Arivaca still has 1850s feel

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Story and Photo by Sam Negri

Those of us who live in the Tucson area tend to think of Pima County as everything we can see on our daily trips around the urban area –– the Catalina Foothills, the suburbs of Oro Valley and Marana, and unincorporated communities like Green Valley, for example. Relatively few realize most of the county is rural, isolated, and tranquil compared to the busy county seat at Tucson, which encompasses approximately 1 million people.

You can get a good feel for what the “other” Pima County is like by taking a short drive to historic Arivaca, population 695. The village, roughly 55 miles southeast of Tucson, is one of the oldest settlements in Arizona. 

Arivaca Road, which extends westward from I-19 at Amado to the village, was a dirt track until 1976, which may have contributed to the enclave’s Sleepy Hollow ambience.

Like much of southern Arizona before the first Europeans arrived, Pima and Tohono O’odham Indians originally populated Arivaca. In the 1700s, when Arizona was part of New Spain, Spaniards were attracted to Arivaca because of its water, grazing, and mining potential.

Arivaca sceneAgustín Ortiz, a member of a prominent Arizpe, Sonora, family who had moved to Tucson, was one of the earliest settlers. Ortiz applied for a land grant in 1812 at a time when Spain was auctioning lands in the nearly uninhabited regions of Arizona. Ortiz was the highest bidder with 747 pesos and three reales (reales were silver coins) for the land surrounding Arivaca. The typical size of these land grants for stock grazing was 17,350 acres.

Before and after the arrival of the Ortiz family, miners blanketed the mountains throughout the Arivaca region. Eventually there were more than 100 mines, most of them small operations, in the surrounding mountains. Gold, silver, lead, copper and tungsten production started in Spanish colonial times and continued intermittently through the 1950s.

One of the best known of these mines was the Cerro Colorado or Heintzelman Mine, named after Samuel P. Heintzelman, president of the Sonora Mining and Exploring Co. The mining company bought all of the Ortiz family’s mineral rights in 1856. Investors from the East, principally Samuel Colt, the Connecticut firearms inventor and manufacturer, financed its operations.

Silver from the Heintzelman Mine was processed at a smelter in Arivaca. The bullion was then hauled across the Mexican border, about 11 miles to the south of town, and transported to the port at Guaymas, Sonora, for shipment to San Francisco. One of the most engaging accounts of these mining operations in the Arivaca region can be found in Samuel Peter Heintzelman’s journal, much of which is included in Samuel Peter Heintzelman and the Sonora Exploring and Mining Company by Diane M.T. North (University of Arizona Press, 1980).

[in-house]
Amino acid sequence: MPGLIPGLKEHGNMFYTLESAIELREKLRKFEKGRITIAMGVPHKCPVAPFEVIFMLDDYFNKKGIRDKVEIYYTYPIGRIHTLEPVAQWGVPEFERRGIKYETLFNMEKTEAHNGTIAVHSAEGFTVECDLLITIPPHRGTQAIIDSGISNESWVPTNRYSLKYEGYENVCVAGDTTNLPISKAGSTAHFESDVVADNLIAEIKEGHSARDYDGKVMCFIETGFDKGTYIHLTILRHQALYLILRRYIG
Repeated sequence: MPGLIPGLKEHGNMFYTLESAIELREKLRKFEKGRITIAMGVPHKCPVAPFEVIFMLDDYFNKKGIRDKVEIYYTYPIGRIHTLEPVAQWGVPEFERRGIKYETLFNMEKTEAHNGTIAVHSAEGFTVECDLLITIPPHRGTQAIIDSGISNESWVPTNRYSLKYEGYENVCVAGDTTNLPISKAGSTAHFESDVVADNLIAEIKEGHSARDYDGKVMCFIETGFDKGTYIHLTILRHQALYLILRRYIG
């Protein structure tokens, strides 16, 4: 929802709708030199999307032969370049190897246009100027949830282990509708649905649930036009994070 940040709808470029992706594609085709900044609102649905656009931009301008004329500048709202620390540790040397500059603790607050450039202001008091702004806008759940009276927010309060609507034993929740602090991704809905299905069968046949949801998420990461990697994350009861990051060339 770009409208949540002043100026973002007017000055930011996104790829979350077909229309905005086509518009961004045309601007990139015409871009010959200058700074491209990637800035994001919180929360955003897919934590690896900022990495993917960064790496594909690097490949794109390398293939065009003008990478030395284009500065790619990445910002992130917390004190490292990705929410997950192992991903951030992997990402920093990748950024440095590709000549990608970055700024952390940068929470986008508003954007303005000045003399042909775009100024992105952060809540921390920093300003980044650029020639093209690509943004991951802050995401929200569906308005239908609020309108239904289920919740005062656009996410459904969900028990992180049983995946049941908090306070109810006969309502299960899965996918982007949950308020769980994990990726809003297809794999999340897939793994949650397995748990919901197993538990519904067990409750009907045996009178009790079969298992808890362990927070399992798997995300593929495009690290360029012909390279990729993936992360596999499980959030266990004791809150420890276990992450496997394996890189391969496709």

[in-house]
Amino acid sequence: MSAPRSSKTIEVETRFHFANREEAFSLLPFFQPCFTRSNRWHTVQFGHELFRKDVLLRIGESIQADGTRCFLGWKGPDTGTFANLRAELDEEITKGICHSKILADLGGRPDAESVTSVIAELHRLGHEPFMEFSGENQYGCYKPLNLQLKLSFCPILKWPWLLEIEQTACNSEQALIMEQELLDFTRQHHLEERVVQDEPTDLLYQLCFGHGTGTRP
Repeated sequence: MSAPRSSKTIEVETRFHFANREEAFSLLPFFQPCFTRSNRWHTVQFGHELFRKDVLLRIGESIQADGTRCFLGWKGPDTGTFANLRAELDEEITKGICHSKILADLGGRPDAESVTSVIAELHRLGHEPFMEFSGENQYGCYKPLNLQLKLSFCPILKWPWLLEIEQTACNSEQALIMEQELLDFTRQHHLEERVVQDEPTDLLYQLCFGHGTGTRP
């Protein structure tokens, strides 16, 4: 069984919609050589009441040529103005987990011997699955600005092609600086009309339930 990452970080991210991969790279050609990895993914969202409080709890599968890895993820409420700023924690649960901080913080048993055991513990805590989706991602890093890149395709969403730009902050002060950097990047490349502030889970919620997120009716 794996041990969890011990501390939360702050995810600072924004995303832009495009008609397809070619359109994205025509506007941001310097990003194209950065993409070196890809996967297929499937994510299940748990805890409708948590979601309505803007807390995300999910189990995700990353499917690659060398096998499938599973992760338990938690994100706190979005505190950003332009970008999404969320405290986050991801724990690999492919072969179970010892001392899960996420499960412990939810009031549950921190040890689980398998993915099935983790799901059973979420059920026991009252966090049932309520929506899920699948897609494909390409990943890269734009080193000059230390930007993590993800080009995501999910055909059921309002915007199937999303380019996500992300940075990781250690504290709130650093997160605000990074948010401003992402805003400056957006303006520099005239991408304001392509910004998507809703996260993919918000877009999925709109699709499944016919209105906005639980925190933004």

Arivaca village was always more or less where it is now, yet three different countries governed it. Once part of Spain, it became Mexican after Mexico won independence in 1821. It joined the United States with ratification of the Gadsden Purchase in 1854.

Today, people are drawn to Arivaca because of its great natural beauty and the presence of the Buenos Aires National Wildlife Refuge.

If you like fresh air, uncluttered natural landscapes and wildlife, you’ll enjoy a visit to Arivaca Ciénega, an easy one-hour drive southwest of Tucson. The ciénega is part of the Wildlife Refuge, which has its headquarters about 12 miles west of Arivaca at the edge of Sasabe. 

A ciénega is a marshy or swampy area, a rare place to come upon in an arid climate like ours. This one has a flat trail that makes a loop slightly more than a mile long. Parts of it are on a raised boardwalk that will keep your feet dry on those rare occasions when the ground actually gets soggy.

There are seven springs feeding Arivaca Ciénega and while water isn’t always visible, the broad wild grasslands, willows, and towering cottonwoods nourished by the water can be seen year round.

There’s also an abundance of birdlife, everything from Vermilion Flycatchers to Great Blue Herons and a variety of hawks and owls, as well as muledeer. Wildlife viewing is so popular at the ciénega that the Arivaca branch of Pima County Library allows you to check out binoculars and bird books.  The library is one-eighth of a mile west of the entrance to the ciénega. It’s open all week except Sunday and Monday.

Getting to Arivaca Ciénega is simple. From the junction of Interstate 10 and Interstate 19 in Tucson, drive I-19 south for about 33 miles to Exit 48 at Amado.
take a right off the highway, turn right again at the “T” for about a block, and then turn left at Arivaca Road, which is adjacent to the Cow Palace restaurant.
Drive 22 miles and watch for the entrance and parking area for Arivaca Ciénega on the left. There are restrooms and picnic tables near the parking lot.

The village of Arivaca, where you’ll find gas, food and supplies, is just a quarter miles beyond the entrance to the ciénega. The altitude at Arivaca is about 3,600 feet and temperatures will likely be between five and 10 degrees cooler than Tucson. 

Each month, Pima County FYI will feature a column on some of the history behind the people and places of Pima County, written by Sam Negri. A journalist for more than 40 years, Negri was Pima County Communications Department Director from 2008 to 2012. His articles have appeared in The New York Times, Arizona Highways, Phoenix Magazine, Sunset, Yale Alumni Magazine, and numerous other publications. He is the author of the Visitors Guide to Kartchner Caverns State Park and several books published by Arizona Highways, including Arizona, The Beauty of it All.

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